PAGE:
2. Put down deadlines: Each task that you identified in the above step will need some time to get done. You’ll need to assign deadlines for each part to get done. When you’re making these deadlines, keep in mind the final deadline you have for delivering the project. You want to start as early as possible, to give yourself time to get everything done.
    As well as this, remember that some deadlines will affect other tasks later on down the chain. Create deadlines that will give other members of the team enough time to get their tasks done.
  3. Assign a team leader: A workflow is never as simple as one project at a time. You’ll be juggling several projects at once, and so your team may be working on multiple tasks at once, and you’ll be overseeing them all. This does sound overwhelming, so the best thing to do is to assign a leader to overlook each individual project.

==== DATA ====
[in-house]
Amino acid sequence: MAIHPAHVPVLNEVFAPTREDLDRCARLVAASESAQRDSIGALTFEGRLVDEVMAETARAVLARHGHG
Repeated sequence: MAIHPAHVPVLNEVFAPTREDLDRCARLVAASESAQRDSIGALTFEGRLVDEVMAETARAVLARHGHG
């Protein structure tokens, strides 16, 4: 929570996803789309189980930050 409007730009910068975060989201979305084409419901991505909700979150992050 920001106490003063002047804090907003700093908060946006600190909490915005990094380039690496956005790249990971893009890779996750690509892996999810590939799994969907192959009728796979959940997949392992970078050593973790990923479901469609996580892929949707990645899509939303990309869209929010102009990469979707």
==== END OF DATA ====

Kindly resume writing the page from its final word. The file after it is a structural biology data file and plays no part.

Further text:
This can be anyone involved in the project who can handle the responsibility. This means they’ll be the go to person if there are questions, or if issues arise. Because there’s one person in charge of each project, they can devote all their efforts to it.
  4. Use software that will make the process quicker: Part of the reason you’re looking into an organized workflow is because you want to make the creation process quicker. As this is the case, online tools can help more than you’d imagine. You can either use them to display and communicate the workflow itself, or to improve how tasks are completed.
    For example, Inbound can be use to keep on top of what’s important in your industry right now. As well as this, Yoast and Buffer can be used to improve SEO and deliver content marketing more efficiently. The quicker you can get through your work, the more efficient you’ll be.